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On Behalf of | Mar 4, 2016 | Uncategorized |

For many people, an important step in the estate planning process is talking to family members about financial situations and what the plans for the future are. Money can be a volatile topic no matter how much you have, and many people are nervous to broach such topics out of fear that it will spark debates and infighting. The truth is, however, your heirs and beneficiaries are going to find out about these things sooner or later, and by informing them yourself you can often provide reasons for your decisions that make family members more likely to accept the outcome of your estate plans.

You can talk about estate planning and money with family in a variety of ways. Some people approach each beneficiary or heir separately to discuss sensitive matters. While this can lead to he-said-she-said issues, it can also be a good idea if you want to personally explain certain decisions to people. If you do go the one-on-one route, don’t ambush someone when they are running low on time or have had a bad day. Instead, schedule some time so you can have a good, productive discussion. Invite them over for coffee or enjoy some time walking through the park while you talk.

Another option is to schedule a “family” meeting of all your closest heirs and beneficiaries. You can use this time to lay out your plans and provide any details you want. If you decide on a one-and-done approach, consider giving some heads up about details to a spouse or adult children, especially if you are including friends or other relatives in the mix. If you do hold a meeting, make sure to keep control — let everyone ask questions and speak, but make sure they understand that these are your decisions and you have already made them.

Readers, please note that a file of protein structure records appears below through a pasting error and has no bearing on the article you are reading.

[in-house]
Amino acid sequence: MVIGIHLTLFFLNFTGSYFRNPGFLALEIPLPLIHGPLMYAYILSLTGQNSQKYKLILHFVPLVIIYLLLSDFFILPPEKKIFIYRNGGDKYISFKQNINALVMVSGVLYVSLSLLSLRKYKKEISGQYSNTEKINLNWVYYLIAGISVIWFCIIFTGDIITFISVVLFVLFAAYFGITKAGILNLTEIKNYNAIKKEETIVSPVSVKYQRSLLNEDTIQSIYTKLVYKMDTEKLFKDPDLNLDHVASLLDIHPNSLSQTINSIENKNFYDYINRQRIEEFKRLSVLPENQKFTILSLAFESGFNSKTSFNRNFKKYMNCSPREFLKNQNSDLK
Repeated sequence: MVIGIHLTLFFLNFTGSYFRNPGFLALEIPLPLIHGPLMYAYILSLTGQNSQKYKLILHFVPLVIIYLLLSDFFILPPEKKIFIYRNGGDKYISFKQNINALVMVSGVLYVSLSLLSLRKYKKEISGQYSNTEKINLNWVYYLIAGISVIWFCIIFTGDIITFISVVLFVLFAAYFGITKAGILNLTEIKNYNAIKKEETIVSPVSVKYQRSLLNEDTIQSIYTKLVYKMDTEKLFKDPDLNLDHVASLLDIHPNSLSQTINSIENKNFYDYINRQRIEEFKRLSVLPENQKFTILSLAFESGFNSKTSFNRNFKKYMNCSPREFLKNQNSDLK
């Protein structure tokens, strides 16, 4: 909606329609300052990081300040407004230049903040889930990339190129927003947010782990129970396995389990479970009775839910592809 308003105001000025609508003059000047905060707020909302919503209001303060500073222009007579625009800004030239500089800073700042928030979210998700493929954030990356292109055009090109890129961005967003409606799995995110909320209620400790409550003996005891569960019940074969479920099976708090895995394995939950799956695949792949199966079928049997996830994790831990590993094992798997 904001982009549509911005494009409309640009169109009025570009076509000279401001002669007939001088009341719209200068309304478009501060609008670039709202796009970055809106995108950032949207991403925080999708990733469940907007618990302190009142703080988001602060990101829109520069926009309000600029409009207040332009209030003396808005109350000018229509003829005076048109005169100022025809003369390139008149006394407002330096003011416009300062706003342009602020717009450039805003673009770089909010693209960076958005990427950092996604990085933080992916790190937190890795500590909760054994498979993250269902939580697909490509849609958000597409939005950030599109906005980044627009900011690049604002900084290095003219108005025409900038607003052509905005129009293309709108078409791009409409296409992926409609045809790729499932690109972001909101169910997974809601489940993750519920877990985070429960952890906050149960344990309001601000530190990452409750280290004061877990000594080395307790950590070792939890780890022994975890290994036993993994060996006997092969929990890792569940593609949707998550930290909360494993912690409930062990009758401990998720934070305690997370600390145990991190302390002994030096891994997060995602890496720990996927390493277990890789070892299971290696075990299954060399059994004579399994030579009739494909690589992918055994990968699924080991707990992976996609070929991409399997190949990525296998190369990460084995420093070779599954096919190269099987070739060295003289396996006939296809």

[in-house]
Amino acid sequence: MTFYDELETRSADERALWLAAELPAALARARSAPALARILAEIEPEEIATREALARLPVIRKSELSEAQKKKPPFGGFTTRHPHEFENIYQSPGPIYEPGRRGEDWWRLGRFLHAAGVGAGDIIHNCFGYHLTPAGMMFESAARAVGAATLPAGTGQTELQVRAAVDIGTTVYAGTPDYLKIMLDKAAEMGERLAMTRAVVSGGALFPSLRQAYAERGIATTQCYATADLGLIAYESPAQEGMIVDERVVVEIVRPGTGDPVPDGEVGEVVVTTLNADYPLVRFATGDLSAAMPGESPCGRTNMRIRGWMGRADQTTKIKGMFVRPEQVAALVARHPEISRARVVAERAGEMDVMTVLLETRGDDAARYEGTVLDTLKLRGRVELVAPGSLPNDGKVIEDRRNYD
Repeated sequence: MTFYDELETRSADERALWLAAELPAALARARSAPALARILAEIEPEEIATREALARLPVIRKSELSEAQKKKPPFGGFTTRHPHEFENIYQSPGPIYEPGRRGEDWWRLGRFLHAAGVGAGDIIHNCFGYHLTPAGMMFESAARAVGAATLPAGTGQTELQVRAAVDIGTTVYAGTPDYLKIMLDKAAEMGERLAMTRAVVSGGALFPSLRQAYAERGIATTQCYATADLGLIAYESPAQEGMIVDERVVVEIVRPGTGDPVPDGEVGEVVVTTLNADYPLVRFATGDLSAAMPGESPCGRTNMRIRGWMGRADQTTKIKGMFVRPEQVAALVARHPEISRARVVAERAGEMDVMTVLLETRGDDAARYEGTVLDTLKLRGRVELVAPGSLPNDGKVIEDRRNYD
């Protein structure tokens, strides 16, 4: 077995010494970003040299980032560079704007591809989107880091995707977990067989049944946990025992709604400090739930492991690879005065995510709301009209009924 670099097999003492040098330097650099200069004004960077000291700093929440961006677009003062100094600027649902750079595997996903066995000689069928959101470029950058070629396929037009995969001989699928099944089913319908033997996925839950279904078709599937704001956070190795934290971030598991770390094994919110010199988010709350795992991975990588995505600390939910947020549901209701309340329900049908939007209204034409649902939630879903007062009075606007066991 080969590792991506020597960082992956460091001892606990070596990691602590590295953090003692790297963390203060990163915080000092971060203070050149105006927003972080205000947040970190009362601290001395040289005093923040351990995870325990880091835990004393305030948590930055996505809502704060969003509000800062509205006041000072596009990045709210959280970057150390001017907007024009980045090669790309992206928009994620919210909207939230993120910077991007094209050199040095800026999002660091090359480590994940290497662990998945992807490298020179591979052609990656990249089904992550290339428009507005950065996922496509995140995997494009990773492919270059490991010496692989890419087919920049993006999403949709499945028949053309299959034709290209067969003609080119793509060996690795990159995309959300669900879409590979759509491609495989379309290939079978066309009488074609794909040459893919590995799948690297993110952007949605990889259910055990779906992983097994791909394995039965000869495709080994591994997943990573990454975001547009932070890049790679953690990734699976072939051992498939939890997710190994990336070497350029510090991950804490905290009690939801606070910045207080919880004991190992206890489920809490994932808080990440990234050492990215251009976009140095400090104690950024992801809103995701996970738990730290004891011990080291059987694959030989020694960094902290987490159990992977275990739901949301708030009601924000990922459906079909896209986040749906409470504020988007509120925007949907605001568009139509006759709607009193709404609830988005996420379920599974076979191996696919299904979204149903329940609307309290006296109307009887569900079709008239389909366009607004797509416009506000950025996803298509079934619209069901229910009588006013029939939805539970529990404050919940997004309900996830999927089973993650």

Simply making your wishes known to others doesn’t make them come true at the appropriate time, though. Make sure you work with an estate law professional to draft the appropriate documents to protect and enforce your wishes.

Source: Money, “How to Talk to Your Family About Money Without Fighting,” Melissa Joy, accessed March 04, 2016